Josh Spoores said an imbalance between market demand for steel and production levels at domestic and foreign mills is driving down steel pricing.

Speaking recently at the annual SteelOrbis steel trade conference in San Diego, Majestic Steel USA Rresearch manager Josh Spoores said an imbalance between market demand for steel and production levels at domestic and foreign mills is driving down steel pricing, a trend he expects will continue for several months.

 “Steel prices are facing heavy pressure and are experiencing a correction that we predicted a couple of months ago in the Spoores Report,” said Spoores. “Contrary to some reports, a lack of credit and liquidity in the market is not the genesis of price declines. Prices were being supported by the recovery and low inventories in the supply chain. But demand has softened and excess production is a major factor in the current price declines.”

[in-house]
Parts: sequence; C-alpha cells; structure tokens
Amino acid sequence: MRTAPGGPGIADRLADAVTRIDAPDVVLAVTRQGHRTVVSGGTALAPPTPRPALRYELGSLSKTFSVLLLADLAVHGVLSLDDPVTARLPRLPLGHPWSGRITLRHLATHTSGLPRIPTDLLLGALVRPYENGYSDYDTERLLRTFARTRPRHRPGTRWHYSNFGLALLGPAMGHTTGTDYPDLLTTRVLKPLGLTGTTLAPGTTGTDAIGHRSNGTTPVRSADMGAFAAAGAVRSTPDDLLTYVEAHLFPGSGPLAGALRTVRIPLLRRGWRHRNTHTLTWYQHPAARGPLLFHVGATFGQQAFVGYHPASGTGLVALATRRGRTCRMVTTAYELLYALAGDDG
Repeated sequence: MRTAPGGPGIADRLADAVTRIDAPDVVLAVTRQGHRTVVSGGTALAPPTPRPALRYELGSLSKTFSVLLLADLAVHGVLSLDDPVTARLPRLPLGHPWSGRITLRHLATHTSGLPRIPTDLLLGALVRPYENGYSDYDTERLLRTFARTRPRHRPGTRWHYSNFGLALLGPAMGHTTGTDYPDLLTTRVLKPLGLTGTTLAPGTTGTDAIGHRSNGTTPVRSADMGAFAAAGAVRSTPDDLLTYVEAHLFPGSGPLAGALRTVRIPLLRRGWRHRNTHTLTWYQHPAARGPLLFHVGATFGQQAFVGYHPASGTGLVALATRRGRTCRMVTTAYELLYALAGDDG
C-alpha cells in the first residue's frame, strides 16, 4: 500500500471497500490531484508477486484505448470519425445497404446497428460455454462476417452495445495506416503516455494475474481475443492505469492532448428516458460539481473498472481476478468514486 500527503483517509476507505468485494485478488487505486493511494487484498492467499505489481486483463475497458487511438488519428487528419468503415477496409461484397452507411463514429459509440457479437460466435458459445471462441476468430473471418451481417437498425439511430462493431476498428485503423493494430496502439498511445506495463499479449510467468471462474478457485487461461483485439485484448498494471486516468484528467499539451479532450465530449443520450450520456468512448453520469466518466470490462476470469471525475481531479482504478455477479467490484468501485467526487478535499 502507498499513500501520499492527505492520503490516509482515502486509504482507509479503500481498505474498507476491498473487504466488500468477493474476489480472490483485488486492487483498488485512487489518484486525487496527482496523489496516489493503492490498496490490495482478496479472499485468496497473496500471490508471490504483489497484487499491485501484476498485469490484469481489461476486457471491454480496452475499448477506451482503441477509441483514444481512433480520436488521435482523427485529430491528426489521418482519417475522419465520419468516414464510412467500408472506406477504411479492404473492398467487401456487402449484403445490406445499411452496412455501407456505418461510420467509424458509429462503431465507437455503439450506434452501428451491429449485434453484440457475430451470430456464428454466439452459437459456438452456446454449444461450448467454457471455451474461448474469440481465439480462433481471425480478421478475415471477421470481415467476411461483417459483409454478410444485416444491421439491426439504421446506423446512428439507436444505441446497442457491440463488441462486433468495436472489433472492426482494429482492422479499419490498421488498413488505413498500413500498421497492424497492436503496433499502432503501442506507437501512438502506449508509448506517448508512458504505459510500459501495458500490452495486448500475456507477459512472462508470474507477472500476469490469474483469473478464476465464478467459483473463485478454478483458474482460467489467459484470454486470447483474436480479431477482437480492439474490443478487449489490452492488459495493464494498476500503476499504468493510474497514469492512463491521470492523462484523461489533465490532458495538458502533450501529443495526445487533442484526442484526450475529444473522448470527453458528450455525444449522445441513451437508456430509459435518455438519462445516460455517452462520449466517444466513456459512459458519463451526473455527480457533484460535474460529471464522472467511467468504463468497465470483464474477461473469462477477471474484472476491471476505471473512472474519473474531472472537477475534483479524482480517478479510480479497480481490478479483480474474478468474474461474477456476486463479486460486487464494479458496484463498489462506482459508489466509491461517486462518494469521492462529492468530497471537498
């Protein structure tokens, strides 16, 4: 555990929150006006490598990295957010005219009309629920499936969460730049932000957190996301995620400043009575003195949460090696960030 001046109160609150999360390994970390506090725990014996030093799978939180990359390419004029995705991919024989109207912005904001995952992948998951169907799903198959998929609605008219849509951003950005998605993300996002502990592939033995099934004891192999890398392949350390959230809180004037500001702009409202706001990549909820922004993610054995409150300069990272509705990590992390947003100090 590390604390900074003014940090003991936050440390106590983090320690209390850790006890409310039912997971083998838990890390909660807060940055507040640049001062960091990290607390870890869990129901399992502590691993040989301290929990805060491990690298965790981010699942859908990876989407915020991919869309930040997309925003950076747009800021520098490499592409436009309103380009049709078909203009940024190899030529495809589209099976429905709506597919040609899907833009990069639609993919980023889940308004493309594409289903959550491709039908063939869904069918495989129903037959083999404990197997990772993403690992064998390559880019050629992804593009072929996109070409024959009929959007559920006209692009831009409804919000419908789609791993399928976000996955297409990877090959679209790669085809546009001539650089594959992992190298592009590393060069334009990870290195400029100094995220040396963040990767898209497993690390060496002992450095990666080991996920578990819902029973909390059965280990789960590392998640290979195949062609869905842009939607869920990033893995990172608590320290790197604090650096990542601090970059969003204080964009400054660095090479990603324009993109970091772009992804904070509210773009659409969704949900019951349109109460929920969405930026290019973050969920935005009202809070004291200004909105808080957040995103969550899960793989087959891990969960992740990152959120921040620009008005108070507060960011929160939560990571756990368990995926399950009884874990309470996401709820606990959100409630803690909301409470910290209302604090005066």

“Demand levels masqueraded as sustainable and convinced many in the supply chain to build inventories,” Spoores said, noting he expects a “quick price correction before prices start to move back up again in September on forward orders.”

Spoores noted that steel prices had run up by 29 percent in the first few months of the year, before retreating by about 11 percent in recent weeks. Average lead times for filling orders dropped by two weeks to 5.5 weeks, reflecting inventories at mills and service centers.

This information and more data are available in the Spoores Report , which closely tracks steel industry trends.